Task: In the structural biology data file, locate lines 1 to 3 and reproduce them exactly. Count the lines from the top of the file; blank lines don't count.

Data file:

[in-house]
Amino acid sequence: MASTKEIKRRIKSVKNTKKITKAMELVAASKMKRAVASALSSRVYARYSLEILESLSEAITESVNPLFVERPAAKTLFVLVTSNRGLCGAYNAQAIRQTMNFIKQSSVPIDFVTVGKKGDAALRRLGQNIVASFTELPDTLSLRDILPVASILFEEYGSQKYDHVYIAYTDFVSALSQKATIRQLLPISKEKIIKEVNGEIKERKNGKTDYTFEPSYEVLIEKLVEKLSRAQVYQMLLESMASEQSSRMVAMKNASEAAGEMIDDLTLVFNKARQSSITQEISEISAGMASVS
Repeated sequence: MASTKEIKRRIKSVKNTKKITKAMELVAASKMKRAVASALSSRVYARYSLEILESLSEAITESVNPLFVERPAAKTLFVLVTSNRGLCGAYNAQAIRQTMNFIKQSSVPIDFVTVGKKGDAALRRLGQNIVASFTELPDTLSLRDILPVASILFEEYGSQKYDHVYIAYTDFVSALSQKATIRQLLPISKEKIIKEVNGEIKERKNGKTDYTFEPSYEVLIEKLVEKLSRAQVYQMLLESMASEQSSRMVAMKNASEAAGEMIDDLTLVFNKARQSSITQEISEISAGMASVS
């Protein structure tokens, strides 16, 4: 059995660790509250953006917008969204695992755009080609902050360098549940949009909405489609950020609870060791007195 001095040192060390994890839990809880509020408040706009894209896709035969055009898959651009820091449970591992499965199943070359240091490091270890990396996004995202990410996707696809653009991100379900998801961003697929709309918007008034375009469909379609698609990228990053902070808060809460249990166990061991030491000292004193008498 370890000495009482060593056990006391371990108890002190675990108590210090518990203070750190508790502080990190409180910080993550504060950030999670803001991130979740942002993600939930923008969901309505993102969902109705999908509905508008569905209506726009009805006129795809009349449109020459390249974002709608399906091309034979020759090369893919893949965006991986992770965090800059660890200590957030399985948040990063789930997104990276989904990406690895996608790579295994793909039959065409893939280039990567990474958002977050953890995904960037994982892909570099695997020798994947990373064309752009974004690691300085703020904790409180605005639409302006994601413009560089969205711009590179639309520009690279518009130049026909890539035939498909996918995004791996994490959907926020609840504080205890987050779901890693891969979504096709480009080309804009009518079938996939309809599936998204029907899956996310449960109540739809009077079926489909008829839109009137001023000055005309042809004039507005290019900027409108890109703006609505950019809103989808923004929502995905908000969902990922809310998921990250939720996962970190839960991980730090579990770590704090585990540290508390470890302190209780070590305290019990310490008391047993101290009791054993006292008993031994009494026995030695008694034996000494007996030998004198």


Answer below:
[in-house]
Amino acid sequence: MASTKEIKRRIKSVKNTKKITKAMELVAASKMKRAVASALSSRVYARYSLEILESLSEAITESVNPLFVERPAAKTLFVLVTSNRGLCGAYNAQAIRQTMNFIKQSSVPIDFVTVGKKGDAALRRLGQNIVASFTELPDTLSLRDILPVASILFEEYGSQKYDHVYIAYTDFVSALSQKATIRQLLPISKEKIIKEVNGEIKERKNGKTDYTFEPSYEVLIEKLVEKLSRAQVYQMLLESMASEQSSRMVAMKNASEAAGEMIDDLTLVFNKARQSSITQEISEISAGMASVS
Repeated sequence: MASTKEIKRRIKSVKNTKKITKAMELVAASKMKRAVASALSSRVYARYSLEILESLSEAITESVNPLFVERPAAKTLFVLVTSNRGLCGAYNAQAIRQTMNFIKQSSVPIDFVTVGKKGDAALRRLGQNIVASFTELPDTLSLRDILPVASILFEEYGSQKYDHVYIAYTDFVSALSQKATIRQLLPISKEKIIKEVNGEIKERKNGKTDYTFEPSYEVLIEKLVEKLSRAQVYQMLLESMASEQSSRMVAMKNASEAAGEMIDDLTLVFNKARQSSITQEISEISAGMASVS